Cillturonr (hp motto.
made to settlers 111 Georgia, on condition o
setting out nr planting 100 white tnulberrv
trees to every ten acres of cleared hnd
and considerable silk was made from heavy
cocoons, 200 of which were said to woig
a pound. I lie moru.-s multicaulis was then
unknown in Lurope and America: hut the
white mulberry was cultivated, and sil
made north ol the Potomac, long befor
. 1. .
tuo revolution ; nnu many 'allies- mainline
lured and wore dresses of American silk.
juujoyear 1 ,u, buwnna iFw'hl, ol
Lancaster County; Pa., made a piece ol
silk from her own cocoons, measuring sixtv
yards, which 111 that day was highly com
mended ; since which time, the inanufac
lure has been gradually, but slowly pro
grossing to the present time, and has now
wo trust, received such an impulse that our
granite hills and pine plains shall, in due
tunc, rtval even the cclcslial Kingdom if
euna, in the product of silk and with the
inle!ligence,iiidu,try and aid nf yankee ma
uuncry combined, not many years hence
leave Chinese enterprise far in the rear
Hut in return and in exchange for tho plant
nnu seen ol the morus multicaulis, we will
send to China the seeds of moral culture
and the Tree of life, which shall make wise
uiiln iuhalion
At the suggestion of President Sliles, of
lalo College, Dr. Aspinwall introduced
me nioioerry aim 11 .lniiiucturc of sill; into
re.,,.. 1 1 1 1 ... , .
j.e-iaiiu, .inn I'aiauiisneu tne culture
of the mulberry at Mansfield and New
Haven, and some 50 or 00 years since pre
scnlcd J'rcudcntStilcs with a toga or schol
astic gown, Ihe product of American silk
wioi.il me i-resiuent deligted to wear and
exhibited as a specimen of the risiu" man
u'ociureofour country, unJ which at some
futiiro day, he furcsaw would become
-Kipie inauuiacltire of JNew Bmrlaud ihut
day note begins to dawn upon the Con
A'urthamlon, for more than half a cen
tury has been known to have patronized tin
cuhure of the white mulberry and manufae
lure of nlk 011.1 limited scale under the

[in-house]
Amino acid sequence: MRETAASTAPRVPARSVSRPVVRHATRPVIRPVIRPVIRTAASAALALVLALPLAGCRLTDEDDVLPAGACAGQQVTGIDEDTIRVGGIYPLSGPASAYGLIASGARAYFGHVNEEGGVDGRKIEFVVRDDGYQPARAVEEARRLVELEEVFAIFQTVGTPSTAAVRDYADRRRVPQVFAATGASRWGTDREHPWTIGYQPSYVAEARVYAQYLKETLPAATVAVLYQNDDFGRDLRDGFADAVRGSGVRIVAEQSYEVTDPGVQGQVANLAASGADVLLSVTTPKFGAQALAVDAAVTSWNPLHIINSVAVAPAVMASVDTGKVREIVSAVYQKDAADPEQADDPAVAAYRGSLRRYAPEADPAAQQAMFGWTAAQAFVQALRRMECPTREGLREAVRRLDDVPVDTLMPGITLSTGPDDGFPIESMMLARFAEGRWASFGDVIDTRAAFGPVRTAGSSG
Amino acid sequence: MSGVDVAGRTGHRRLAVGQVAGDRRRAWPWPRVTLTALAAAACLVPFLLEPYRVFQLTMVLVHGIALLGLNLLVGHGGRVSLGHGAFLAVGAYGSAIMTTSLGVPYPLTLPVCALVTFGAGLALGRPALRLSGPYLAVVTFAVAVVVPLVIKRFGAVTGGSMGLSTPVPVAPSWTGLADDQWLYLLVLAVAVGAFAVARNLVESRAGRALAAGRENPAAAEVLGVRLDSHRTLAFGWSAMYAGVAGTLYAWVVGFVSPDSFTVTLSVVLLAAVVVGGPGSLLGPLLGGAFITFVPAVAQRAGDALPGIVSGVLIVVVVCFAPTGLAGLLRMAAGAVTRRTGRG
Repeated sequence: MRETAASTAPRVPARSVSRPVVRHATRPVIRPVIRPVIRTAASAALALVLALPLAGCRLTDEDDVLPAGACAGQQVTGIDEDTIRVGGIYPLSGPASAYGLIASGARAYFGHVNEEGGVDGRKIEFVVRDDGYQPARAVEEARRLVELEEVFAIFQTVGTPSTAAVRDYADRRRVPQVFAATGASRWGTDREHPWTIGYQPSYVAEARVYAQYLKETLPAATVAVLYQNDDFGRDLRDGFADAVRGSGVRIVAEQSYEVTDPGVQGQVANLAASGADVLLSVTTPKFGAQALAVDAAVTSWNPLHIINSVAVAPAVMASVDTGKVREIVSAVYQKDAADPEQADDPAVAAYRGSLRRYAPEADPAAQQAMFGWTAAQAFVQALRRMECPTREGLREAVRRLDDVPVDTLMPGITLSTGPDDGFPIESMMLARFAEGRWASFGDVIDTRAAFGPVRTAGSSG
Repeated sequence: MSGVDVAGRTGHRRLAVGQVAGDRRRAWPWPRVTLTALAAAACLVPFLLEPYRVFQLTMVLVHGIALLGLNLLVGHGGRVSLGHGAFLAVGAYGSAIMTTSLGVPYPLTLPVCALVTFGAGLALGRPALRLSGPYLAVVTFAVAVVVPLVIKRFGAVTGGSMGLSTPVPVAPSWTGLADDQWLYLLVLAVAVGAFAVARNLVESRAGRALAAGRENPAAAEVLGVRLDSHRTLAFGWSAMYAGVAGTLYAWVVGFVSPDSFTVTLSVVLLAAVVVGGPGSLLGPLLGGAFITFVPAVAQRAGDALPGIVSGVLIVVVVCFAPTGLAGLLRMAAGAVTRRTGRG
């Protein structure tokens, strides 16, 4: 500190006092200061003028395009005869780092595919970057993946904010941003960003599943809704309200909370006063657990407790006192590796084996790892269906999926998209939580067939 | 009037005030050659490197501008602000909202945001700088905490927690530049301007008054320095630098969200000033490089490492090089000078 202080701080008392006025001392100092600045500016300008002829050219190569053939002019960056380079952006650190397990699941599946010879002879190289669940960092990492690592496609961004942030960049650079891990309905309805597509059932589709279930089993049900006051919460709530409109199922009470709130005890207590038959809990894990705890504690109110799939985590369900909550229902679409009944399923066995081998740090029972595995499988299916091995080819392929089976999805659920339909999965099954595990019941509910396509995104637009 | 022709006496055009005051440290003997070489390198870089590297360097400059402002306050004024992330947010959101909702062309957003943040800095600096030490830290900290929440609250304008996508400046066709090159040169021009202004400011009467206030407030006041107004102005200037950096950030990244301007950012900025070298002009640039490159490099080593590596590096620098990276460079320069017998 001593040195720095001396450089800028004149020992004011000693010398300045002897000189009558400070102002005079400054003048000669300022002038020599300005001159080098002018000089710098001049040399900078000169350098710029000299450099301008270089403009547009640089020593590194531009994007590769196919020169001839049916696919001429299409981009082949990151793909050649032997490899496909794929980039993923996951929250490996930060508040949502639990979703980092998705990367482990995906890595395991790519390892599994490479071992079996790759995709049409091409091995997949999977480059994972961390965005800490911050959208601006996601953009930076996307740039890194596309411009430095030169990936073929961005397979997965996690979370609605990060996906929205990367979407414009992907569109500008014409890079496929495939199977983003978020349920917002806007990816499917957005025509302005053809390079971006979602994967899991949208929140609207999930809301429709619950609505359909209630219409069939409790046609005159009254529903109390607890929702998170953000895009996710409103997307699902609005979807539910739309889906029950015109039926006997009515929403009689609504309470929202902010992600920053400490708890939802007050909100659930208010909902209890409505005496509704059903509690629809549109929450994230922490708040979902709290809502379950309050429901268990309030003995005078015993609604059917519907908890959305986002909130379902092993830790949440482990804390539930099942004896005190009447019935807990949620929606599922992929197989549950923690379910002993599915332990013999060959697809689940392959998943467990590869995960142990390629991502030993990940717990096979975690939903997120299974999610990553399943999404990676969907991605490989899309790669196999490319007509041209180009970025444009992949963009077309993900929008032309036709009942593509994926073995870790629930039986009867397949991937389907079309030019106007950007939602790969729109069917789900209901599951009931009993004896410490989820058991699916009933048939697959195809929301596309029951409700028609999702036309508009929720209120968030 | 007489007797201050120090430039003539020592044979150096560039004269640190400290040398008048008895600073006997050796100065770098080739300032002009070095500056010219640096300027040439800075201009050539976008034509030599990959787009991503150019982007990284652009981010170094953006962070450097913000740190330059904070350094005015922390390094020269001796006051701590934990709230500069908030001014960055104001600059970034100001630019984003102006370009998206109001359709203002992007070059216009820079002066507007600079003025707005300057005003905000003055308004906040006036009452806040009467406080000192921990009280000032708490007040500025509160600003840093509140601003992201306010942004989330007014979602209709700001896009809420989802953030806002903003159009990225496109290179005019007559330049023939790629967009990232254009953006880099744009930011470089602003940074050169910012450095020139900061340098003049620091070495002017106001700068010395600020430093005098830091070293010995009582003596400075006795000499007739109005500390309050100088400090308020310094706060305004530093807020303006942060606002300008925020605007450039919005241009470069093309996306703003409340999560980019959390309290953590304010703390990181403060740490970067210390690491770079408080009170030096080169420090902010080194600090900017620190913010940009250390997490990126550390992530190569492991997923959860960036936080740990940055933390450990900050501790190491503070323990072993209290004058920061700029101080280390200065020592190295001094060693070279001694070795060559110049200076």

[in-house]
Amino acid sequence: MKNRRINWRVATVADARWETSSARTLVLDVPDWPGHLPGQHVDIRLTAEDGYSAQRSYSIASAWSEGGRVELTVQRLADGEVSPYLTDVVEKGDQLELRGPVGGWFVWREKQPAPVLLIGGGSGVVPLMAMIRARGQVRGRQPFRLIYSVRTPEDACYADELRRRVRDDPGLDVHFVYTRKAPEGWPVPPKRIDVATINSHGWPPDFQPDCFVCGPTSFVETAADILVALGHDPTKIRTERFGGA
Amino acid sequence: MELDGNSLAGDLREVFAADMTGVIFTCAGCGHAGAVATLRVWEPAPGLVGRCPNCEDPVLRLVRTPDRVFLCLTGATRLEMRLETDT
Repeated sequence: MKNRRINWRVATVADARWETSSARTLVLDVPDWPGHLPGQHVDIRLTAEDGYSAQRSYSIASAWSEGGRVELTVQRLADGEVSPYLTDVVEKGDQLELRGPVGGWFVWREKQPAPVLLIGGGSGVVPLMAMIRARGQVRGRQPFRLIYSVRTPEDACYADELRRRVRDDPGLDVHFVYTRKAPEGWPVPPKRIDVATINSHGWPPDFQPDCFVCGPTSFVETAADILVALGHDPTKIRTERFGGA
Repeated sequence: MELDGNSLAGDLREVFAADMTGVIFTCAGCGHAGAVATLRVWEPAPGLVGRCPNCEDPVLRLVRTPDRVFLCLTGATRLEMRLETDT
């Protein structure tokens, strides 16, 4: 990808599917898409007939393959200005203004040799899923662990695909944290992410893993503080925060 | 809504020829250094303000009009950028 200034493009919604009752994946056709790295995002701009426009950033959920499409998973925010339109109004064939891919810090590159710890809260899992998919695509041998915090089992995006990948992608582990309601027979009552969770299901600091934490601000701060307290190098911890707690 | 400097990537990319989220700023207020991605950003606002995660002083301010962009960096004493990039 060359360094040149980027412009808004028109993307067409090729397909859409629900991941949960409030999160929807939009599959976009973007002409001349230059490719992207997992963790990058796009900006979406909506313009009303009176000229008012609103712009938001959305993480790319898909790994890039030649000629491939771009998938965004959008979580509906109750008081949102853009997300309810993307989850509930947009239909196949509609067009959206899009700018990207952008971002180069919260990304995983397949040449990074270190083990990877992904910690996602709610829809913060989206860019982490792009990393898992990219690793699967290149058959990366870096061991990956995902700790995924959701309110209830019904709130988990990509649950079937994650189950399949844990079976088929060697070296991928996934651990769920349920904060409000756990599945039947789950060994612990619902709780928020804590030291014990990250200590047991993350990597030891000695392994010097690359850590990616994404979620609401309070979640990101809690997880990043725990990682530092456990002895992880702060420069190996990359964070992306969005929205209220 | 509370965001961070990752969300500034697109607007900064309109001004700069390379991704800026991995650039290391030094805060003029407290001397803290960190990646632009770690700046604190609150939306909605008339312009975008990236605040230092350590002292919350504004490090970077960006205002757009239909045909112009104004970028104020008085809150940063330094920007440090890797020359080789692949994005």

un'ired exertions of the late Joseph Clark
decea-cd who from year to year fed
and nurtured the silkworm and manu
factured silk, in anticipation of its future
President Stile, Apimrall. Clark and
a few choice spirits of New England, were
but pioneers of Ihe silk cau,e, which soon
r or later mu-t. extend uver our belovede
country. There is a lady now living in
'hi- town, who assisted .Mr. Clark in" the
process of manufacturing silk, and within
a lew days presented a sample, and exhih
Med a garment of silk, which she spun at
1 ne nouse 01 .Mr. t;iaik, some -10 or SO years
-nice. Hie garment like tho Hear nf
t.raij in the song, litis been made to enn-
lorin lu tlio l.ibliiuo ol iliflorent ages, nnd
loom under different colors. The silk was
first made into an elegant clonk nnd thu
wurn during the fashion of tho day it then
1 em-leu u uiiiereni coior ami was altered to
a pelisse and woin as such during the rage
of the fashion; and then again, altered into
uriWcand is now worn as such bv the
1 .l.n- , ,
very lady who spun the silk of which it is
made, and is yet ntrm and stout article
appearing capable of being worn another
half century a sample of which may be
seen at Ilu1 ollicu of J), S,
Northampton. Nov. 1(135.
I have long felt a solicitude for the suc
cess of tho wool grower, m his interitsi
must he considered as intimately blended
with our prosperity as a nation. As nil ng
ricultural people; u should aim at en
tire independence in all thing-, which our
clnuutc will admit or soil produce. The
live 1 1 1 1 1 1 1 1 1 1 s of dollars wu nav to Franco
ami England for silks, i- ueilliur more or
le.-s than a Iribute paid by us. to ifc-ir ti"n-
cultural manufacturing skill, am) winch
ought lo be, and I trust soon will bo dis
penned with, or 111 other words retained tit
home, as so much productive capitul addei1
annuully 10 tho nation's wealth. .So tin
twenty or more millions we have yearly
paid lor the wool of Spam audSagnny, and
the woolens of England and France, ehould
!)' viewed in tlio nanio light, and enndof
i'd a dtsgraci'lul burden, from wiiicli we
lihonld iwlricnto iiiri-Ivc n-t fur and nit
fast an possible. Thcro can bo no good
reasonbla pi von why ilia neb patiirace of
the bills, and I In: liigiirt.mt mo.idows of tbn
N'ortliern .State? ennnnt iiroditco as gnnd
(lock'' of shorn, and as fiiif quant it km of
wool, m .-imilar rrsriniH in Saxony or An
d,iln-ia; or why 1 lie tmnufncluriiig skill
nnd industry of our free citizens, cannot
compete ticces--futly wilh Ibo spiriting ar
tizatu of tin) old world. To expect t tin t all
this can In' aecnrnpliibi'd it onca is idle ;
lime i rcqttiril. emit al and perseverance
intit be employed and exerted, nnd it is
evident tint those arc mow successfully us
oil. Tin; prices which nil kinds of woo),
more particularly the higher grade?, have
l'or a few years pal coinni'inded, have i no
tified the attention which ha been uaul to
H, t. ..I- r 1.... ...i 1. 1
amply emnpensnl.! lh,.sn who long, and .1
rrmuneriti-iii. rnu"nvore:l to
introduce the best breeiM of foreioti sheep.
and render the quality of our native wools
There arc ninny sections of our cnunlrv
which are not ndipled to the prod iction of
grain, but which arc most rxc lien! for
pa-lurage; ami in such cies, nature her
self seem-' to have pointed out the inns'
proper means to be adopted in the culture
of tin: soil. Too long have the farm' rs in
such parts nf our state, been engaged in
attempting the cultivation of wheat and
corn ; tolerable crops tniv have sometime